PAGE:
I persisted. "I don't want to fight you. I just want to talk things out."

"Well I don't want to talk to you." He repeated his threat from before. "Just stay away from me, or I'll sic my dog on you."

"I'm not scared of you, and I don't want to fight."

He looked confused. "Fine, just leave me alone."

"Fine. If that's what you want." And that was the end of it. They walked off, and we never had any problems after. Several months later, his family moved out of the rental house and I don't think I've seen him since.

I wish I could say that we worked things out, that the conflict was eventually transformed into a more friendly, neighborly relationship, but that never happened. He wasn't ready for that, just like he wasn't ready to have a healthy relationship with his girlfriend. He was an angry kid, and who knows? He probably had reason to be angry.

One thing I know is that he had no idea how to react to the combination of me being direct, confrontational, but ultimately unwilling to use violence. He kept giving me every opportunity, provoking me to see if I would retaliate. It was sometimes very difficult not to react in the way he wanted me to. I quickly lost my temper in our first exchange, and it was confusing to him when I wouldn't do so again. Not knowing what to do with me after that day, he just left me alone.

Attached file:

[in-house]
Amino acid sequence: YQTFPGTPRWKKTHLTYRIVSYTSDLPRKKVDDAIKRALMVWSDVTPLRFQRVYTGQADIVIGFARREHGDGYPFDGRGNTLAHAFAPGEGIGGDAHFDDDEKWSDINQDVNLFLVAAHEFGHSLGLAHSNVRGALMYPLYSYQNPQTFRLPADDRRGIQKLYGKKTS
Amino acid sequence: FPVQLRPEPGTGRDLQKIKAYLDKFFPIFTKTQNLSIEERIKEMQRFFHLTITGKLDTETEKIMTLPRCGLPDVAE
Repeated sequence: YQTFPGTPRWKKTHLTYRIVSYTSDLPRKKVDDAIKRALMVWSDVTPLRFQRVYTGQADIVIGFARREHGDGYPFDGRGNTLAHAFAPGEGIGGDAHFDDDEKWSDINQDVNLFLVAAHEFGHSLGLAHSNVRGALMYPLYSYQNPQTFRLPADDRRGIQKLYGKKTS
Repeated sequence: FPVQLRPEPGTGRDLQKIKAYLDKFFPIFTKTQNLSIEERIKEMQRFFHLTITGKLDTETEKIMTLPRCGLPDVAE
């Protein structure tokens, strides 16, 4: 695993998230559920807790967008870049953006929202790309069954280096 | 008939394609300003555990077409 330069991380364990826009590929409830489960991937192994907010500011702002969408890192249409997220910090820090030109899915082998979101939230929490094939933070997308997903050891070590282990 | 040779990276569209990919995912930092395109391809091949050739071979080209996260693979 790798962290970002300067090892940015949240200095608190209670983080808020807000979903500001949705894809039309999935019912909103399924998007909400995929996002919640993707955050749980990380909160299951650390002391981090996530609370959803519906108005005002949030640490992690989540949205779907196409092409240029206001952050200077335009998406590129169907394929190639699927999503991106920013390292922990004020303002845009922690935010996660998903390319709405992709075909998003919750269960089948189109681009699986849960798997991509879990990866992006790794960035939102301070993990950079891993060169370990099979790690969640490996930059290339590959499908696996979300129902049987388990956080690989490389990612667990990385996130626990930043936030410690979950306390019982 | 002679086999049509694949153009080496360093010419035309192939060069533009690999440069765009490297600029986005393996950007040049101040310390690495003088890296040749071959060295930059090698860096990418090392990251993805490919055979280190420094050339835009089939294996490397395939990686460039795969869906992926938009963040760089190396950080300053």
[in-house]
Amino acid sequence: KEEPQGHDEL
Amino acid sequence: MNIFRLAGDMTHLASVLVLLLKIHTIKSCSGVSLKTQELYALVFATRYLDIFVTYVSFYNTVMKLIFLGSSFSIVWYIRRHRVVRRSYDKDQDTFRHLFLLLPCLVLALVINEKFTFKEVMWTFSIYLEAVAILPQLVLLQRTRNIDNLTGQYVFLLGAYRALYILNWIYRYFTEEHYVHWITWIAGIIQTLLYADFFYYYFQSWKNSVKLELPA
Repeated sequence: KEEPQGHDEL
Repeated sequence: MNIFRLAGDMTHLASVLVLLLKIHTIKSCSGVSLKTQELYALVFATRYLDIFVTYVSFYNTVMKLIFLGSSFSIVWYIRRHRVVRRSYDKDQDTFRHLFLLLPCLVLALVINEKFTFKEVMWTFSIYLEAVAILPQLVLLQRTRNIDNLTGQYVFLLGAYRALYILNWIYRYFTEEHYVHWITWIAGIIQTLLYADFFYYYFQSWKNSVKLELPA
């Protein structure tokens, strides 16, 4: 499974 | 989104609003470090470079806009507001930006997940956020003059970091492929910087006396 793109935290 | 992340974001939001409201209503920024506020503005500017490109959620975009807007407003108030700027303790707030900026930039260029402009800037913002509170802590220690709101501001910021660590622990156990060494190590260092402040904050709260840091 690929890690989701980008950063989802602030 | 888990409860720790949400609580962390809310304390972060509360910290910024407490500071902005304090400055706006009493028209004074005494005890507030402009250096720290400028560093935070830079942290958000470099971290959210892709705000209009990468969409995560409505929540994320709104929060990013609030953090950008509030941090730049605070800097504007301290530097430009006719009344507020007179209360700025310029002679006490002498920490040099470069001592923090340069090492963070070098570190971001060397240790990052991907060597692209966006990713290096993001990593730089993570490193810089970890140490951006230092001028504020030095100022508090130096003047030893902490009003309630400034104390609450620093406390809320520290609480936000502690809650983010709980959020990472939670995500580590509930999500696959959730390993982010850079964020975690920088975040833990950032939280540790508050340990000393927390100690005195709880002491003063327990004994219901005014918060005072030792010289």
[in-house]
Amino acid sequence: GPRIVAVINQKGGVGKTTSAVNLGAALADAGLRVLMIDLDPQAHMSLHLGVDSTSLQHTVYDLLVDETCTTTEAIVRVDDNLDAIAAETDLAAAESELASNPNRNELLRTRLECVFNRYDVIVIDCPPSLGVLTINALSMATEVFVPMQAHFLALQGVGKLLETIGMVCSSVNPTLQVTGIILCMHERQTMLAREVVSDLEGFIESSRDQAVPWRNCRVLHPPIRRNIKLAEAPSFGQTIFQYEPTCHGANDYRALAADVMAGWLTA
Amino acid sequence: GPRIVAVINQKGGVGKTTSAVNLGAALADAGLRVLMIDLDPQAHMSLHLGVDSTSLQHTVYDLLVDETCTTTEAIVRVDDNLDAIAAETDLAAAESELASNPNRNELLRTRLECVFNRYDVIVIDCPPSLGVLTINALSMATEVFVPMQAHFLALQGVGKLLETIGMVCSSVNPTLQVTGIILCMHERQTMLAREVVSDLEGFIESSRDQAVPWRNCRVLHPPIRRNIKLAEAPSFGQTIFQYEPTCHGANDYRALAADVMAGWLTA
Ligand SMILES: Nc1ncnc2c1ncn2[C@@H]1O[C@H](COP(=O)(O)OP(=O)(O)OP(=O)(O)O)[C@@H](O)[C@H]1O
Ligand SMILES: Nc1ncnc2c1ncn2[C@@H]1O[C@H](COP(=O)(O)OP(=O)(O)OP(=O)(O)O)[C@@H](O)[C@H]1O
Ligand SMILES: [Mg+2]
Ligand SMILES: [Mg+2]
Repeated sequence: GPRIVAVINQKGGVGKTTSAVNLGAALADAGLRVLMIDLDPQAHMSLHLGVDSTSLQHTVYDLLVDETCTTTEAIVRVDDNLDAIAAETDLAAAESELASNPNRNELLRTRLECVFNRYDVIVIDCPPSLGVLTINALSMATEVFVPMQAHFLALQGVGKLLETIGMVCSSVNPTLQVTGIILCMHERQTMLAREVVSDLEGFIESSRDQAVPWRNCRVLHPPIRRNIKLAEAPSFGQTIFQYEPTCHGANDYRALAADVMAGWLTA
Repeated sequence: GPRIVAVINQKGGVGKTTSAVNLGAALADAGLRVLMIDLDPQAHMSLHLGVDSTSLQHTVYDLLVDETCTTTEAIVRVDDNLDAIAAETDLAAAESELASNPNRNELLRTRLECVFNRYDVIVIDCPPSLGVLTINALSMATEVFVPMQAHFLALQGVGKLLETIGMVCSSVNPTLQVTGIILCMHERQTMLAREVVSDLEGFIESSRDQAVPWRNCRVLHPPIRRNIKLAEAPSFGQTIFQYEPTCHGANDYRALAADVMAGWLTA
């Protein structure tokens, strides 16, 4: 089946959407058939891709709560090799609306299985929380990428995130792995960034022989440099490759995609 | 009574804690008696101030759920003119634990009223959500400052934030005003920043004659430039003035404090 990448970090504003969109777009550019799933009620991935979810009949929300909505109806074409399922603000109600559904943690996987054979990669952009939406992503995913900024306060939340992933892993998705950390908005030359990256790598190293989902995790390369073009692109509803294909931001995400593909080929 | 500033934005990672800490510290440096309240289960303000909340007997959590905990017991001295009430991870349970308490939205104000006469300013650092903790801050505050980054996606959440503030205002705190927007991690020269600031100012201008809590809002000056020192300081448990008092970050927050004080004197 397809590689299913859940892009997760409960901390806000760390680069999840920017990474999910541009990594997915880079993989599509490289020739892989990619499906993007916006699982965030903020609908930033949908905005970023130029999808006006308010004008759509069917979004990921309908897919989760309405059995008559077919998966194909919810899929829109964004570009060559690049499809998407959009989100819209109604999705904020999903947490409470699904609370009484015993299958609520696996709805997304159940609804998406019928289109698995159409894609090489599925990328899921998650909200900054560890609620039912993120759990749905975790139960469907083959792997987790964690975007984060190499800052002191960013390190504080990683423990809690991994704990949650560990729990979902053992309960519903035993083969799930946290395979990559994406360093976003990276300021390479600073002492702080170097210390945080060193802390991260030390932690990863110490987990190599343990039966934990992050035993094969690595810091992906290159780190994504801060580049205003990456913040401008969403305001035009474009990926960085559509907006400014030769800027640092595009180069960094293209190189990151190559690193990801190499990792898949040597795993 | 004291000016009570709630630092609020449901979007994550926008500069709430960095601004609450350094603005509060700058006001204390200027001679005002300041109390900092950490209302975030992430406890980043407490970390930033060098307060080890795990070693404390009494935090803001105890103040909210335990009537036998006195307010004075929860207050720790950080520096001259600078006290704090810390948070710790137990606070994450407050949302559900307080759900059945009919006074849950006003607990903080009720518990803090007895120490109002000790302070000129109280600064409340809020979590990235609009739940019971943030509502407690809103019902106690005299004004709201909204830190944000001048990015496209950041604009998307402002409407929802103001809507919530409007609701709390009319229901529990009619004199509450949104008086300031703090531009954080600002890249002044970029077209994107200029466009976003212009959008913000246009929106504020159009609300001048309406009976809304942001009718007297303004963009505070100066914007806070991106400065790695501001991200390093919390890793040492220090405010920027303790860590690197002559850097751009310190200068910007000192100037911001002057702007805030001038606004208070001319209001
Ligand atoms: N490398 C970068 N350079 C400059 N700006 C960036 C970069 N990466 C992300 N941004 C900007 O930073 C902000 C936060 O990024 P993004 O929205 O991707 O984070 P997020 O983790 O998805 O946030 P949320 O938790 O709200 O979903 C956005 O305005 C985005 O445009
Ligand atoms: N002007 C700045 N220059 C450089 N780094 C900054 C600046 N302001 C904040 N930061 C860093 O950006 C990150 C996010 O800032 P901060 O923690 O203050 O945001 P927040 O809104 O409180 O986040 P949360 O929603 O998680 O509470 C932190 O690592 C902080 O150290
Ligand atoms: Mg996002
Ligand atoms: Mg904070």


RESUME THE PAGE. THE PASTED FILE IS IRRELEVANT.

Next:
I once heard the biblical scholar John Dominic Crossan talk about the story in which Jesus tells his followers, "You must not oppose those who want to hurt you. If people slap you on your right cheek, you must turn the left cheek to them as well."* Crossan explained that this offering of the left cheek is more than simply letting yourself become a doormat who allows others to practice whatever harmful behavior they like.

Instead, turning the other cheek is a nonviolent, confrontational statement. It says, "I will not run away. I will not hide. I will not ignore your behavior. Nor will I cower before you. I will not let fear or anger take over my soul. I will not perpetuate the cycle of violence. No, I will stand firm, with dignity, and exercise my right to exist on my own terms."

This is not natural for most human beings. It certainly did not come naturally to me even in this relatively small confrontation. In the beginning I failed. I let anger and fear take over my soul. I hate to think what might have happened if things escalated any further than they had.

I can't imagine what it must have been like for Jesus (or other nonviolent leaders) to be faced with so much injustice, oppression, and brutality and still choose the way of nonviolent confrontation. To be able to recognize those who would harm you as broken children of God and respond with truth-telling love even to the point of offering one's own life ... no wonder people believed he was divine. This is not a path most humans would choose. It's too hard.

I hope, as a Christian, I will do better the next time I am attacked by the world's brokenness and faced with the choice of how to respond. Rather than fear and anger, I hope I can choose love.

*Matthew 5:39 or Luke 6:29.

You can see more of Courtney's work at CourtneyTBall.com, or sign up to receive his weekly email, “Life and Depth.”